At 10:30, I was summoned to the nursery, surely to collect my baby. But no! The nurses showed me all of the parting gifts that Chris and I were supposed to haul home with us: a package of ginormously wide Mommy Poko diapers, a tub of cotton balls, a bottle of betadine, a pink package of phlalate-laden J&J products, and most curious of all - a ceramic plaque. This plaque featured a window displaying a tiny set of Sadie-footprints (which now explains why Chris told me that when he peeked into the nursery, he was certain he saw a nurse painting the soles of her feet), and most curiously, a photo of a baby. We were not quite sure that the baby in the photo was ours, seeing as this baby's eyes were wide open, and I'd not yet seen Sadie open hers more than halfway, and for no longer than three minutes at a time. She was a very sleepy newborn. Chris remarked that maybe the nursery takes these photos at the exact moment that they startle the babies for their hearing test. Perhaps we have photographic evidence of the very first time Sadie had the bejeezus scared out of her ...
Could I take Sadie back to my room? No, they needed to keep her in the nursery "for observing". Meanwhile, back in my room, our bill still hadn't shown up. It was 11 o'clock, and according to the hospital's policy, if I wasn't out by noon, I'd be charged for a fourth day of hospital stay.
A few more calls were made to the billing department, which probably labeled us as pesky customers. I was getting majorly twitchy as it had been over three hours since I'd fed Sadie and was certain that she was howling her little three-day-old lungs out in the nursery, irate that her lunch wasn't being immediately produced. I went over to the nursery to explain that it had been many hours since Sadie had been fed, but the nurses were insistent that she needed to stay in the nursery. Sadie wasn't actually screaming in hunger as I had imagined; she was still sleeping but the thought of the hour-long drive home with a hungry-and-awake baby was not appealing. I ended up feeding her there, surrounded by several dozen little plastic tubs containing swaddled babies both sleeping and fussing. I was suprised by how many babies were in the nursery. My guess is that Thai parents are not as into rooming-in, whereas that was the norm when I delivered Madeline in Calgary.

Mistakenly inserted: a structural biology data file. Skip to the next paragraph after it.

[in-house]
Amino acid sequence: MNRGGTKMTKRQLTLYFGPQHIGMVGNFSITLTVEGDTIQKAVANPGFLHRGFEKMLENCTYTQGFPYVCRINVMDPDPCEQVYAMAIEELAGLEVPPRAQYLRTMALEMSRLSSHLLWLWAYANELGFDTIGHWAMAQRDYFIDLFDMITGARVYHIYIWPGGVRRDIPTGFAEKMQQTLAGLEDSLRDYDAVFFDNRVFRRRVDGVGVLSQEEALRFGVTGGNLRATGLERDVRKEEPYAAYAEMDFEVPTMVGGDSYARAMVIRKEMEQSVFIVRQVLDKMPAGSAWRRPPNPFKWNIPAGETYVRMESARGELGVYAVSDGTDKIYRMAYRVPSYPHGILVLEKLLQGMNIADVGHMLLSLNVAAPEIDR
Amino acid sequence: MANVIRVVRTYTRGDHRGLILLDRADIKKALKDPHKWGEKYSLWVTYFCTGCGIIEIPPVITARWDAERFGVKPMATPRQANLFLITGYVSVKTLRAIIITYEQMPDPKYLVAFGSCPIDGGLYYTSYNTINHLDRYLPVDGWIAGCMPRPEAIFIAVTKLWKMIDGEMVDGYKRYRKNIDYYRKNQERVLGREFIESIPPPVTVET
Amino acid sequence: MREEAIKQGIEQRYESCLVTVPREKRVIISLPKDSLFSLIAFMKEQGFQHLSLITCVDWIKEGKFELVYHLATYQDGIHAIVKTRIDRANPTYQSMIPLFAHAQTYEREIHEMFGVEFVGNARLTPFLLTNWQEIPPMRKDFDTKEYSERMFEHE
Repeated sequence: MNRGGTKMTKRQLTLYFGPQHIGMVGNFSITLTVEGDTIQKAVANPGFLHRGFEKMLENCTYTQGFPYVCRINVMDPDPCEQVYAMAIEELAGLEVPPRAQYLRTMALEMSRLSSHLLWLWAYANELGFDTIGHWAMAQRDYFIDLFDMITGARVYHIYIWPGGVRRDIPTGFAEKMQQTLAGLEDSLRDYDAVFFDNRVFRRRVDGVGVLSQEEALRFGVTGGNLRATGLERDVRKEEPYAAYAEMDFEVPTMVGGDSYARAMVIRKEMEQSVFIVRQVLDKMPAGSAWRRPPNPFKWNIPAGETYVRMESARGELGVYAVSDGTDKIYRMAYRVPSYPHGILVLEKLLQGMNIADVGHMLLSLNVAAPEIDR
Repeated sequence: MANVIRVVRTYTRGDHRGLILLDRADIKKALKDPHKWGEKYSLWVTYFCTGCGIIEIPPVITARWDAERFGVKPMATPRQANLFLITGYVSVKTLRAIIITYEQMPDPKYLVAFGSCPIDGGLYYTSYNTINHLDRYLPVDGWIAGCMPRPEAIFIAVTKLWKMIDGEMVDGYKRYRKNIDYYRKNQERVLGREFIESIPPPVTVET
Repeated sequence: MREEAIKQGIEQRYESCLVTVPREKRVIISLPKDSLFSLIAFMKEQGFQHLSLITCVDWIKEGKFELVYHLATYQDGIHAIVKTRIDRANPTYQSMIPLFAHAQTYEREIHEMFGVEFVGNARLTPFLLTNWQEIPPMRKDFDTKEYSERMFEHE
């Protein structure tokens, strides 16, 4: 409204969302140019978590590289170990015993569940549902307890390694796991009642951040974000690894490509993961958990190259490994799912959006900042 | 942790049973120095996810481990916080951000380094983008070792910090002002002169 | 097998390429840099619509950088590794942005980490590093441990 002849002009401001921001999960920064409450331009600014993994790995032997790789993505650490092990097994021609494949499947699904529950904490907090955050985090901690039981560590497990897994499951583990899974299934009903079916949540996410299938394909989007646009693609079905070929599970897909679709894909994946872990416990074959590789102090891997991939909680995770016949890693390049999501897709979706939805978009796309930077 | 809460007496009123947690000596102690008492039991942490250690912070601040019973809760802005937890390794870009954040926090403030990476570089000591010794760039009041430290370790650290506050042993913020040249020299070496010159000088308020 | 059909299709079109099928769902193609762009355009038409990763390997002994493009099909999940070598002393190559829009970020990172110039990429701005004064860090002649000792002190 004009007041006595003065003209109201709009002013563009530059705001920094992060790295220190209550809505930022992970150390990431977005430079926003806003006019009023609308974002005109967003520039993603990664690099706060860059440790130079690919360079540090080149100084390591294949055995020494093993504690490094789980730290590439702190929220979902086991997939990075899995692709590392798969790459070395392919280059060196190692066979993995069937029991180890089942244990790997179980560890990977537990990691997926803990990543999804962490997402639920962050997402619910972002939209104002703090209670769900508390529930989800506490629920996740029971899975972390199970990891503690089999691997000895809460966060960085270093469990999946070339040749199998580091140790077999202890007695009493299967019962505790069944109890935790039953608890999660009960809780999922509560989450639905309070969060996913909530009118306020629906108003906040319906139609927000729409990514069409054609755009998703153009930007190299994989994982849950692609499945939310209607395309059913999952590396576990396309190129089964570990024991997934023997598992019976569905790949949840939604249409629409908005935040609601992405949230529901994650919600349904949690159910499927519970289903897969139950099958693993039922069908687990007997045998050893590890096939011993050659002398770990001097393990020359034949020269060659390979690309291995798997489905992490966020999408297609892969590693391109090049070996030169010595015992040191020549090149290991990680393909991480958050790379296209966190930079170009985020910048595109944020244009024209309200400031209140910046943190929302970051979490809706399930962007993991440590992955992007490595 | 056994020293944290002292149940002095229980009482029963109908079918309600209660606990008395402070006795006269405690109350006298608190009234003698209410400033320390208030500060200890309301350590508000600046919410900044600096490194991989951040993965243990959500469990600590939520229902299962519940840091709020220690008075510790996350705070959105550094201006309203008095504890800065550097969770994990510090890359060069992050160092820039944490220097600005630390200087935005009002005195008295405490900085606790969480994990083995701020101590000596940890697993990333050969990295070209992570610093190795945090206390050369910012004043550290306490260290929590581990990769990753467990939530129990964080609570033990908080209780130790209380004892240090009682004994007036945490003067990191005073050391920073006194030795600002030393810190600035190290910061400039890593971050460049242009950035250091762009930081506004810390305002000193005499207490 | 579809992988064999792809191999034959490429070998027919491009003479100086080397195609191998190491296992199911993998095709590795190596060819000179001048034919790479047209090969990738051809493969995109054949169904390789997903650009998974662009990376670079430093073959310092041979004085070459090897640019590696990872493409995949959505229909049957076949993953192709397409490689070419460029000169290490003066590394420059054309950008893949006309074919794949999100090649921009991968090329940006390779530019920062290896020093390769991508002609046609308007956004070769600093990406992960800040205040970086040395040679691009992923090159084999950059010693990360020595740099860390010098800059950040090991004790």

Could I now take Sadie back to my room? No, she still needed "observing" but "come back when you have receipt."
Seriously? When we had a receipt? This is what for-profit healthcare is like? Hospitals take newborn babies hostage until their parent settle the bill? This concept was so weird to us, being Canadians used to cushy publicly-funded healthcare delivery.
Finally, around half-past twelve (finally!), we were able to pay the ransom our bill, and we had a slip of paper to take to the nursery so that we could leave with Sadie. We had the carseat reasdy, and were rather surprised when Sadie appeared in the arms of a nurse, wrapped up tighter than a spicy tuna roll in a hooded blanket featuring the name of the hospital in embroidery across the top. So much for the idea of a "coming home outfit" . Thankfully, I'm not so much into stuff like that. The nurse maintained her tight grip on our baby until we were all loaded into the car, when she was finally passed to me. I then spent ten minutes trying to undo Sadie's swaddle to get her into the infant seat - they'd taped her blankets closed!
All told, it took about five hours from start to finish to check out of Bumrungrad that day. And I really have no idea why.